One delicacy that impressed the various food writers who traveled down south to cover the expo was crawfish.  Due to the advances in commercially viable fishing during the mid 1980s, this once exotic seafood rarely seen beyond the bayous of Louisiana suddenly became more widely available. Author Stephanie Cater in The A-Z Encyclopedia of Food Controversies and the Law writes  “At the World Exposition of 1984, travel and food writers ate crawfish in the Louisiana Pavilion; they then wrote about the availability of crawfish, manifested in many dishes, and helped Cajun cuisine explode on the American scene.”

And at the helm was a pudgy chef named Paul Prudhomme, who published in 1984 what is now the quintessential southern cookbook, Chef Paul Prudhomme’s Louisiana Kitchen.  As the co-owner of K-Paul’s Restaurant in the French Quarter, his Cajun and Creole inspired dishes would eventually make him a household name, paving the way for future Crescent City celebrity chefs like Emeril Lagasse and John Besh.  Of course, with the eyes of the world on New Orleans during the expo, he and his genre of food were given a chance to enter the mainstream of American fare.

Reflecting on the immediate impact of the 1984 Exposition in New Orleans: A Food Biography, Elizabeth Williams writes “the expectation of tourists really changed after the World’s Fair.  They began to look for Cajun food in New Orleans.  Restaurateurs were happy to accommodate them.”  What residents didn’t expect though was for the bottom to fall out of the oil and gas industry – an economic pillar throughout the port city.  With this devastating event, tourism was thrust front and center to fill the void left by the 1980s oil glut.  Thankfully, with a new convention center, the city now had the infrastructure to lure in desperately needed tourists.   But more important was the popularization of Cajun/Creole cuisine across the country thanks to the Louisiana World Exposition.  With its ascent, food tourism became a significant tool in stimulating the economy of New Orleans while inspiring a generation of foodies and chefs from around the globe.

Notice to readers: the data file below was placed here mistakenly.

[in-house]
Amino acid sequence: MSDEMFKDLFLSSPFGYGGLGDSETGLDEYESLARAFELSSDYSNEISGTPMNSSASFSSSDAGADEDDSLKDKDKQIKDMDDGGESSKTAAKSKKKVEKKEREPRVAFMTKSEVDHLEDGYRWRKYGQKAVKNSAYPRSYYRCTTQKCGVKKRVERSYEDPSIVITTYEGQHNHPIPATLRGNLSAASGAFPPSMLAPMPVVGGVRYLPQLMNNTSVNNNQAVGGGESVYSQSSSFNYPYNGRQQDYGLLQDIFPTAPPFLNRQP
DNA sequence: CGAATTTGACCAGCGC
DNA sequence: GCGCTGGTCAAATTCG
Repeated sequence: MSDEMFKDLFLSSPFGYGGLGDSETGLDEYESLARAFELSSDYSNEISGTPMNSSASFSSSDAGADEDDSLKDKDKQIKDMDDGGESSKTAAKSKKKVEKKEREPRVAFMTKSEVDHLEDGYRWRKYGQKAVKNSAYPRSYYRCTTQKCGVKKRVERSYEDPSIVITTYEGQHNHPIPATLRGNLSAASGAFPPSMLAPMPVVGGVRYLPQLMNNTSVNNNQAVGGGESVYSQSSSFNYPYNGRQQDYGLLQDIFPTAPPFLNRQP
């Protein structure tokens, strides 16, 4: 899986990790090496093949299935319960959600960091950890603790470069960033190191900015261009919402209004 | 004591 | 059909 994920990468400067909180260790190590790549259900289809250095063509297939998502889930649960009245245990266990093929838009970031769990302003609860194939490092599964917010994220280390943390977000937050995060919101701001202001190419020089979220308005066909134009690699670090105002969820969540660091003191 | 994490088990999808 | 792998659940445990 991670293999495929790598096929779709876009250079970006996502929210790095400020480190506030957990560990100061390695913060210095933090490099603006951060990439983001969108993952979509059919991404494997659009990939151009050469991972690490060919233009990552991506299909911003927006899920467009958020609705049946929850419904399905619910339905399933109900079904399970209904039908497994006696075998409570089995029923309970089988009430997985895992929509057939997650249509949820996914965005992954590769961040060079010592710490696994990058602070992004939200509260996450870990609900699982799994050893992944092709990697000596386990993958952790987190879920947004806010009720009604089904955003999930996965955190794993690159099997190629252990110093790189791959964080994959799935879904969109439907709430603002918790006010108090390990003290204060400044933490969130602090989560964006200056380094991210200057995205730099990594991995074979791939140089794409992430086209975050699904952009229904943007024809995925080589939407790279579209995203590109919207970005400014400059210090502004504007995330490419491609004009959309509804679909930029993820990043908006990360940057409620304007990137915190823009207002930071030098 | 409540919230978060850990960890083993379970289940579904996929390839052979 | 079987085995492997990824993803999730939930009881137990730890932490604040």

Since 1935, The International Wine & Food Society has had a branch in the city of New Orleans – one of the very first branches founded in North America by André Simon.


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September 26th, 2014